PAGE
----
Lawmakers Consider $1 Billion In Aid To Jordan
WASHINGTON (AFP) – Lawmakers are mulling a $1 billion aid package to Jordan, a third of which would defray costs of regional instability, including huge refugee flows from neighboring Syria.
A subpanel of the House Appropriations Committee will review the aid during a markup of a broader bill committing some $34.1 billion in overall State Department and foreign operations for fiscal year 2014, which begins October 1.
While the overall figure is about 19 percent less than the current year’s amount, owing to efforts to reduce the U.S. deficit, the funding request for Jordan, a close ally, was fully met.
If approved, Washington would provide Jordan with $360 million in economic support, $300 million for military financing, and an additional $340 million for overseas contingency operations including the global war on terrorism.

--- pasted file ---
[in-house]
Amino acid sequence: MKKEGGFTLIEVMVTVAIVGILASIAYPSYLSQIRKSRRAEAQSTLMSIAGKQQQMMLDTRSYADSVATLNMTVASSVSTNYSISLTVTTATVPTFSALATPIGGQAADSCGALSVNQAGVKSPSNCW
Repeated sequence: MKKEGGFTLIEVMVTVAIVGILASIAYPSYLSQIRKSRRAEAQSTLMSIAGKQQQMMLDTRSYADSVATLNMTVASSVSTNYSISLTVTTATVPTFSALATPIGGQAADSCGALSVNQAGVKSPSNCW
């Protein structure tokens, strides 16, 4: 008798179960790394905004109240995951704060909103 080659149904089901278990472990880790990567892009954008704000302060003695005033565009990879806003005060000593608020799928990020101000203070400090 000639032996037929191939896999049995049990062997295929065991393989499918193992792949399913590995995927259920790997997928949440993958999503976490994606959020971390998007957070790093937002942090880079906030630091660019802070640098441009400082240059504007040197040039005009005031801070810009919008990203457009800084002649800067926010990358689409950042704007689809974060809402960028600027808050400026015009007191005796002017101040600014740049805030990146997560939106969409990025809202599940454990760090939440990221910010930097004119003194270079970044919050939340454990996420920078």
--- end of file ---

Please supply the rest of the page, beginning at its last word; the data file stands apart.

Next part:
The funding is in addition to the $200 million that President Barack Obama pledged to Jordan in March.
“Jordan needs our support, and we include additional funding for the costs associated with the hundreds of thousands of refugees they have welcomed into the country,” congresswoman Kay Granger, who chairs the State and foreign operations subcommittee, said at a hearing Friday.
The small kingdom — a key Western ally and one of just two Arab countries to have signed a peace treaty with Israel — says it is hosting some 550,000 refugees from Syria.
The bill also fully funds the State Department’s embassy and diplomatic mission security request to the tune of $4.8 billion.
House Appropriations Committee chairman Hal Rogers said such funding would “help avoid tragedies like the loss of life in the recent Benghazi terrorist attack.”
Four Americans, including the ambassador to Libya, died during an attack on the US mission in Benghazi last September 11, raising questions about the level of security at U.S. outposts in volatile regions.
Meanwhile the World Bank announced Thursday it would provide $150 million in emergency aid to Jordan to help it cope with the “immense pressure” of the flood of Syrian refugees.